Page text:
Business, City Transformation, foundations, Neighborhoods, Philanthropy

As Detroit Unspun gets ready for new owners it thanks those who got it started

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In a recent blog, we told you about the new owners of Detroit Unspun/Detroit Regional News Hub (The Detroit Hub) and gave you a glimpse of our team and what we did to accomplish our mission – to tell undertold stories about Detroit and be an honest broker of facts about our city.

As we decided how to share the news about the change we thought the best way was to first tell you about the new team, Vanessa Denha Garmo and Daniel Cherrin, and a little about our original team. As we approach the transfer to the new team on August 1, we also want to give you a little background about how The Detroit Hub and Detroit Unspun came about, and thank those who made it happen.

First we want to thank you, our readers. Without you there would have been no Detroit Unspun. We hope you will continue to follow us with the new owners.

Detroit Unspun

Major funding for our project has come from several sources over the years including the New Economy Initiative, United Way for Southeastern Michigan, Detroit Renaissance (predecessor to Business Leaders for Michigan), the Downtown Detroit Partnership and Strategic Staffing Solutions.

Our mission was set back in 2006 when Detroit Renaissance launched its Road to Renaissance initiative, which was aimed at getting Southeast Michigan on a path to economic revitalization. Creating the initiative was a collaborative effort. Input was gathered from more than 650 local leaders from 500 different organizations and led by a 30-member steering committee. It was a terrific example of business, government and other organizations working together to improve our region – a commitment that continues today.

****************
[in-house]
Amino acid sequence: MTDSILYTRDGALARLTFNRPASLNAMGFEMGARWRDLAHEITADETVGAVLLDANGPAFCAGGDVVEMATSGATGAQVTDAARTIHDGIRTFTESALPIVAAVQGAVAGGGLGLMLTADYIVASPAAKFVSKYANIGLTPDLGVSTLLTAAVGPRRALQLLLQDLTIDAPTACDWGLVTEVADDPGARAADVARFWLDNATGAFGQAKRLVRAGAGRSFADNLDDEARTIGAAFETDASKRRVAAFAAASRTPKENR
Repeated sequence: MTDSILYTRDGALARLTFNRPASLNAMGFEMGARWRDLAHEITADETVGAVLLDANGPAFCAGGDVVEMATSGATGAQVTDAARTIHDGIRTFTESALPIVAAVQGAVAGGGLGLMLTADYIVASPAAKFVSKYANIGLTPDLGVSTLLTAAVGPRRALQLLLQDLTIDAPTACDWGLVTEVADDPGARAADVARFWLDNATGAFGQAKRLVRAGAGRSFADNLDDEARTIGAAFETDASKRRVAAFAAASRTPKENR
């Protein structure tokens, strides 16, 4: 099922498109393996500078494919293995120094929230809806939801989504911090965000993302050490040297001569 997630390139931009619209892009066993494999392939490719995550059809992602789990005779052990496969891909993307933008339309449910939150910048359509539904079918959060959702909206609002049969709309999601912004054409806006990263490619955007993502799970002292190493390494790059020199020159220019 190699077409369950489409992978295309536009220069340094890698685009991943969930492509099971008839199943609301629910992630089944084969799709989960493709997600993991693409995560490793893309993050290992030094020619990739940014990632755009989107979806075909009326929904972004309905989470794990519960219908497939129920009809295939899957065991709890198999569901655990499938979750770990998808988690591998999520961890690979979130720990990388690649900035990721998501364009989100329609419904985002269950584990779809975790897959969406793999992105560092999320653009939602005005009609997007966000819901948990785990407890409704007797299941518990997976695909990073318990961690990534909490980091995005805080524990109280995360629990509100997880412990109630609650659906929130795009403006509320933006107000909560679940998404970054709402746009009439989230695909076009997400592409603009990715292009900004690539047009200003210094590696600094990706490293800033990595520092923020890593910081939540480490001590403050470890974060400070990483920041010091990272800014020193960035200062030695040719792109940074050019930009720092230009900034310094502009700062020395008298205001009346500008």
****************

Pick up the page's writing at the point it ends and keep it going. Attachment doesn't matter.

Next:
Our road, “to promote globally while communicating locally,” was one of six areas identified. The other five were to become the global center for mobility, become a global logistics hub, expand the region’s creative community, expand the region’s entrepreneurial capacity and secure a strong talent base. Great progress has been made on all of these.

One big issue was negative press about Detroit, which was rampant. The city seemed an easy target and became the poster child for crime and blight in many publications. Too many journalists simply parachuted into the city and never saw the whole story. Our job was to help them see all of Detroit.

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Rivard Plaza before and after-before-after_Detroit Riverfront Conservancy

Rivard Plaza before and after its transformation. Photo courtesy of Detroit Riverfront Conservancy

“Back then, every article about Detroit read like an obituary,” our board chair Cindy Pasky, who is also CEO of Strategic Staffing Solutions (S³), told the New York Times in a story written about The Detroit Hub a few years ago. “The press would come in, take their ‘ruin porn’ pictures of the abandoned Michigan railway station or Packard Plant and then leave. We knew we had to do something to try and change that.”